Vincent Dance Theatre – Virgin Territory – London
Dance Tabs, 9 November 2016
Today’s society is riven with the tensions of contradiction. Havens that might once have been considered safe barely exist anymore. I write this before the result of the US Presidential Election is known but, win or lose; Donald Trump has changed politics in America, perhaps forever. Things are being said by him in the final days of the campaign that could not have been said in American politics, even one year ago. Can one ever imagine any former presidential candidate having to justify using the “pussy” word – let alone in the context of “grabbing” it – and still remaining a contender for the highest office until the home straight?
Our rapidly changing world lies at the heart of Charlotte Vincent’s Virgin Territory, which concentrates all its attention on the sexualisation of children; by society, by predators, by parents and – in responding to these external images – by themselves. It is a deeply uncomfortable work, made all the more so in Vincent’s stroke of genius to cast four child performers alongside four adults.
The performance is given on a square of artificial grass with the audience arranged around it on all four sides and the eight cast members entering from gaps between the background screens in the four corners. The grass represented – amongst other things – a park for dogs to run around, a venue for Morris Dancing, a playing field and an allotment.
It would have been hard for a man to make this work; it’s hard enough for a man to watch it. In the most uncompromising scene, Janusz Orlik – a 30-something balding guy – and Maia Faulkner, one of the child performers (and, it later transpired, an expert tumbler), mimic an online conversation between a predatory paedophile and his intended victim by speaking through microphones in deliberately hushed tones while facing each other across the grass. The mix of everyday and sexualised comment was deeply disturbing, made even more so by the later voiceover explanation of the “Sweetie” sting, where a computer animated child (purporting to be a ten-year-old Filipina girl), was contrived by a children’s rights organisation (Terre des homes) to lure online paedophiles into providing their identities. In ten weeks, over a thousand men (from 71 countries) gave “Sweetie” enough information to be identified.
The achievement in Vincent’s work is to make one question what is now right, or appropriate; and how perhaps seemingly-innocent remarks might now be perceived. A young girl in a pink tulle fairy dress wants people to find her to be as pretty as the Disney Princess to whom she aspires but is it OK for a man, or even a woman, nowadays, to give her that affirmation?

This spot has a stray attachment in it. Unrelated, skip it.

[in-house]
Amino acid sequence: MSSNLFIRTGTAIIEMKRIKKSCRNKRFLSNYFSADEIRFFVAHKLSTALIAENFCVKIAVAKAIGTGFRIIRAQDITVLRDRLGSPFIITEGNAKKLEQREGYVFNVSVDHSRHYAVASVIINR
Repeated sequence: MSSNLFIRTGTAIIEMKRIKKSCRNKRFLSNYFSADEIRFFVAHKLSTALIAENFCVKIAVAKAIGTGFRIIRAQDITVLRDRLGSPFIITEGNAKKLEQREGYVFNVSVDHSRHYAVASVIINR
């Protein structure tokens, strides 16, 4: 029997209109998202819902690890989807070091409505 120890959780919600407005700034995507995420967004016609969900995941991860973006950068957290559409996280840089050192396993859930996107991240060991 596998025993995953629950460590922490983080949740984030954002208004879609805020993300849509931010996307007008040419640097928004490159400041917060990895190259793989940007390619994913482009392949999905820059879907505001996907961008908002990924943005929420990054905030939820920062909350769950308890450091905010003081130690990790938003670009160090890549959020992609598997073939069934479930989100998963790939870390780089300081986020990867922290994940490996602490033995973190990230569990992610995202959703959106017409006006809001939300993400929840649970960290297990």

The torch that Vincent shines on the dichotomies in modern life is searching. It illuminates the world in which sexualisation of the young is exploited routinely: in advertising, in TV programmes, in songs, and by the ever-present smart phones and tablets with their quick and easy access to all of life on the internet and a daily diet of selfies. A sequence where the eight performers take selfies of themselves and with the audience was funny, as was the Morris Dance in which the performers waved knickers instead of handkerchiefs (though I confess to being unsure of the point being made; I’ve never previously seen anyone under the age of 60 doing a Morris Dance)!
The sudden switches from deeply disturbing material to riotously funny moments provided a roller-coaster ride. The iconic images of Antonia Grove (how great to see her performing again) in blonde “Barbie” wig, short dress and stilettoes, strutting sexily across a grass diagonal, pausing at the end to pout at the audience, were uncomfortably followed by the three young girls attempting to replicate her sexiness in every detail. In another even more disturbing exaggeration of that sequence, breasts, muscles and bums were made grotesquely bigger with balloons inside the clothing allowing Valerie Ebuwa (an extraordinary dancer) to give my side of the theatre a virtual lap dance that was more suited to Stringfellows than The Place.
Notwithstanding the strength of the performance as social commentary in an image-obsessed, over-sexualised world, there were also several sections that outlasted their purpose, such as when performers ran at each other from opposite corners finishing in a wrestling hold or tussling one-another to the floor (repeated in a different way, later); the sequences of barking “dogs” (although Grove managed to sound unsettlingly like my Border Terrier); and the unnecessarily long ending in which soil was deposited from a wheelbarrow to create a diagonal stripe across the grass into which plants were set. It was a work that could probably do with a 15-minute edit to make it even more hard-hitting.
Donald Trump’s “locker room” talk and his assertion that it is just harmless fun amongst guys might have been added to Vincent’s vox-pox voiceovers had it not come after Virgin Territory was made. One of Trump’s campaign supporters told Fox News, “Ladies….this is what guys are about when you’re not around. So, if you’re offended by it, grow up, OK”. Plenty of material for Virgin Territory 2, it seems.